A colorfully dark musical providing a hand-of-card’s worth of gloomy mopers traversing around no-so-gay Paris.Despite the datedness and feel of Vincente Minnelli’s 1954 movie, there are some modern issues dealt with in an archaic fashion: the independence of the woman (Nina Foch), her aggression in the game of love; the male’s delicate ego (here Gene Kelly), not allowing him to be supported or coddled; the temperament of artists; the gullibility of a youth’s love. Unfortunately, even though these issues are addressed, it is more than the movie can juggle. The balance, otherwise seen as the song and dance, manage to come along at the most inopportune times, and wear out their welcome at an excessively rapid rate. And the last musical number, a nearly mute (as in dialogue or song) 30-minute fantasy/contraction, concludes with stretch marks equivalent to war wounds. When Jacques Demy (representing the French) offered his own version of a dark musical, The Umbrellas of Cherbourg, even with every word of dialogue sung, there is a clear separation between an idea and a vision.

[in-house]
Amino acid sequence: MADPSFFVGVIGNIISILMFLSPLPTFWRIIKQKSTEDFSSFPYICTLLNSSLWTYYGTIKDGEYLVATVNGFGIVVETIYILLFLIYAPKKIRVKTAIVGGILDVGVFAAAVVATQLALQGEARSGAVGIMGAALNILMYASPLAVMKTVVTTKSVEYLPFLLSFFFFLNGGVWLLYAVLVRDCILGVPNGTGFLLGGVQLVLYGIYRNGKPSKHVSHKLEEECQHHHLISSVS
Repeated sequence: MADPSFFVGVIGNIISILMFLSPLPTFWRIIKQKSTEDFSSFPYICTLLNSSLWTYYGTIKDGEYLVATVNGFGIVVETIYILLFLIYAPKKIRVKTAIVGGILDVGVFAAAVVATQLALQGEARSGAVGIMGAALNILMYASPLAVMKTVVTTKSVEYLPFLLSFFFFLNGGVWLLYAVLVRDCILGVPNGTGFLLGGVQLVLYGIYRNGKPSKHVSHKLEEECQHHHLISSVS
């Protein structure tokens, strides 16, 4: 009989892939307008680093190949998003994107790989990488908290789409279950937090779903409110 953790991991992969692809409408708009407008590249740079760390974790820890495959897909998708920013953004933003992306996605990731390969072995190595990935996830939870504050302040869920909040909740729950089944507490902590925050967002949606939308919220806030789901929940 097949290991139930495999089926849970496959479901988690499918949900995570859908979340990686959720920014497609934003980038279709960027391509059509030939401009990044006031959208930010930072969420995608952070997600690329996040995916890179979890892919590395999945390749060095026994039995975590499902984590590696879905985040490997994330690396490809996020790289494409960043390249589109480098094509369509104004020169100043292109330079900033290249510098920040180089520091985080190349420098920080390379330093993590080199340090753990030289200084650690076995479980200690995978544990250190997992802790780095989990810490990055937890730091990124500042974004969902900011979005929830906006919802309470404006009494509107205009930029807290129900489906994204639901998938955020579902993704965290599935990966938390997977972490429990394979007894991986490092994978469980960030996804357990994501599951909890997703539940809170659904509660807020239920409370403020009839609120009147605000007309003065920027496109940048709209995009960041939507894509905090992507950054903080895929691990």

With Leslie Caron, Oscar Levant and Georges Guetary.[Not to be bothered with.]